To appreciate their vulnerability, we need to look at who the GA recipients are. Those who are designated as "employable" receive $140 per month, but don't be fooled by that term. A significant percentage of those classified as employable are not. They are suffering with mental illness and/or problems with drugs and alcohol. Indeed, their addictions often developed to help them alleviate the pain of their mental illness and their poverty. Many have been recently released from county or state institutions. Many are veterans. Many do not have the follow-through capacity to secure the paperwork necessary to be classified as unemployable and receive the higher benefit of $210 per month. Others have limited skills for employment, and when they are employed, they work seasonally as day laborers and earn very little money. They were hard-hit by the recession and they have not yet been carried forward by the recovery.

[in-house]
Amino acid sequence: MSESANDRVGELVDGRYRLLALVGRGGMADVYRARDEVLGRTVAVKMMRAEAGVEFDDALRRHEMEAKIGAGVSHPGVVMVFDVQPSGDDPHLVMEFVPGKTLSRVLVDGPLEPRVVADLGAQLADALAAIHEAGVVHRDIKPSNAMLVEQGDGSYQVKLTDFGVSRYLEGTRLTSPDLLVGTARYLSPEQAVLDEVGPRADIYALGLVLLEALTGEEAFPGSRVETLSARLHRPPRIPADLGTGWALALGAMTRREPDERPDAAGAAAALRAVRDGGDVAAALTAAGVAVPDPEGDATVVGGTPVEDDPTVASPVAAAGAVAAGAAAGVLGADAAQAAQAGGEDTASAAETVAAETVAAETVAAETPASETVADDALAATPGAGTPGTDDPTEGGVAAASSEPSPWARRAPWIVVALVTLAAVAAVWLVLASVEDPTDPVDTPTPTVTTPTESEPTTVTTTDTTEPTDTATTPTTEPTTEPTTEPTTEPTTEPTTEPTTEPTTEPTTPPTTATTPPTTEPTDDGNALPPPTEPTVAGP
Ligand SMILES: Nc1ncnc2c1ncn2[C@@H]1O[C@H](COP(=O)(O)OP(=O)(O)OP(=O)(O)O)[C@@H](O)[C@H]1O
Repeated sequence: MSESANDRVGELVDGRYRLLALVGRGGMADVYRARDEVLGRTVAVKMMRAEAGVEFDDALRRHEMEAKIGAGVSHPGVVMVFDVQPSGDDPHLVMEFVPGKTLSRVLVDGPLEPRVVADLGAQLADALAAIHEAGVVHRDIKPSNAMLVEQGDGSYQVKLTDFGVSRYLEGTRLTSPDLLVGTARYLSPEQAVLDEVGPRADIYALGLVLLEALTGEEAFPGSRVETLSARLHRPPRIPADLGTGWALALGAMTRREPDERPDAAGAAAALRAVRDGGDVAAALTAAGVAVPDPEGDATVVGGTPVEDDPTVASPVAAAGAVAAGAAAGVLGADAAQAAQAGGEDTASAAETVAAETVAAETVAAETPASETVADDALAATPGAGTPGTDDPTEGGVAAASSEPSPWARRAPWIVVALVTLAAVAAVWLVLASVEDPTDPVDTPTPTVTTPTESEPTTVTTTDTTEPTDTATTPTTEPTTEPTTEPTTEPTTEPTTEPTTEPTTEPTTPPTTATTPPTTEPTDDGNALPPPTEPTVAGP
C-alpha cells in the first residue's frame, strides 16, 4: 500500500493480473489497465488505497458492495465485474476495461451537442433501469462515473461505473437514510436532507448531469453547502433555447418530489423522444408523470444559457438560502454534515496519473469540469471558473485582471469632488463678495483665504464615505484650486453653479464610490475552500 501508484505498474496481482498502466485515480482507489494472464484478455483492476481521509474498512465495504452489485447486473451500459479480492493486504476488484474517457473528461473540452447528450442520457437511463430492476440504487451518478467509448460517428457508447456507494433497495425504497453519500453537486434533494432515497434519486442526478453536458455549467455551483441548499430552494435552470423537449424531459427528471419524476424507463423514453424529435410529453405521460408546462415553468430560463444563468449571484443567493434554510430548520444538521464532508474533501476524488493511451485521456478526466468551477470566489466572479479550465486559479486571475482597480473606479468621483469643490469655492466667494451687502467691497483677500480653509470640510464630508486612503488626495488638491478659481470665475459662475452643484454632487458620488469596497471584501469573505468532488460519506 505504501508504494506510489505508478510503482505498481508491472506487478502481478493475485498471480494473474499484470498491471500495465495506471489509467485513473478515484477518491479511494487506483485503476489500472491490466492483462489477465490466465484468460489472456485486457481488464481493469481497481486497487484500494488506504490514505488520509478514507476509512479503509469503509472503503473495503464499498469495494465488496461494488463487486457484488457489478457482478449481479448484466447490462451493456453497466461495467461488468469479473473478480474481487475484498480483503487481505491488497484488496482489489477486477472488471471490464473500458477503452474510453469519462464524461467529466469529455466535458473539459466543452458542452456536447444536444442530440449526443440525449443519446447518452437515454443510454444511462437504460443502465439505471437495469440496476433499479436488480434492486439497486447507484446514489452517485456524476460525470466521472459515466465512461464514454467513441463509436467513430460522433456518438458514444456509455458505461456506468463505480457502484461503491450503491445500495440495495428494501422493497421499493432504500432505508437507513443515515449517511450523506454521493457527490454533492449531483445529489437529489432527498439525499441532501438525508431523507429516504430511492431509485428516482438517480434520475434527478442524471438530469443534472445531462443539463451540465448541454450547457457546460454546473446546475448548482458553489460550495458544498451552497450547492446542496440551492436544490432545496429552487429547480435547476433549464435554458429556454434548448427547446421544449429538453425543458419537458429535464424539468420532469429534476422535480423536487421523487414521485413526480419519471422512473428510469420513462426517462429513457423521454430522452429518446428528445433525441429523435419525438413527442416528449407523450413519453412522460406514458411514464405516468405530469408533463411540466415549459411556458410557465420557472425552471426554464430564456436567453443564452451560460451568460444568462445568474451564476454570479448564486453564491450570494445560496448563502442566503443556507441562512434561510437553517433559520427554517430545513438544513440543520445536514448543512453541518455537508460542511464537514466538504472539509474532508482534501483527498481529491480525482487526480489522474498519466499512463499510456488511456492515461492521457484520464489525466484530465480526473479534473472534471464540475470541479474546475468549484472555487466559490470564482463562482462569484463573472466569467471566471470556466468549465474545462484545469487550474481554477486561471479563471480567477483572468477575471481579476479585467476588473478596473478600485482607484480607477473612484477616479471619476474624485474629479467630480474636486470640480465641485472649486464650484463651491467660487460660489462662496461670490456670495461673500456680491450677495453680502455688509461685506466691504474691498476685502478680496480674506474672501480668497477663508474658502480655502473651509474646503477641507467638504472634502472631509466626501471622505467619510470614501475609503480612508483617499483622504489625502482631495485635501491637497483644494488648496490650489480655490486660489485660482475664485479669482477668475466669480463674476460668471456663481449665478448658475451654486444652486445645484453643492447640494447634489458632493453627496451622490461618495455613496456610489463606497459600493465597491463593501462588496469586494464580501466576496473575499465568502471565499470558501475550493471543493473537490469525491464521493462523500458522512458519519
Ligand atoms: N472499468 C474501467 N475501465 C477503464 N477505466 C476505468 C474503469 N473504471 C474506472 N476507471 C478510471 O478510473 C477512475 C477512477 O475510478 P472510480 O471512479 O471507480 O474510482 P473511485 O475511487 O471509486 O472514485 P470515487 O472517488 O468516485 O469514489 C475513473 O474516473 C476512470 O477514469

Read More

For More Information

Please Contact: Tarry Truitt, Communications and Project Manager, ttruitt@merceralliance.org or 609-844-1008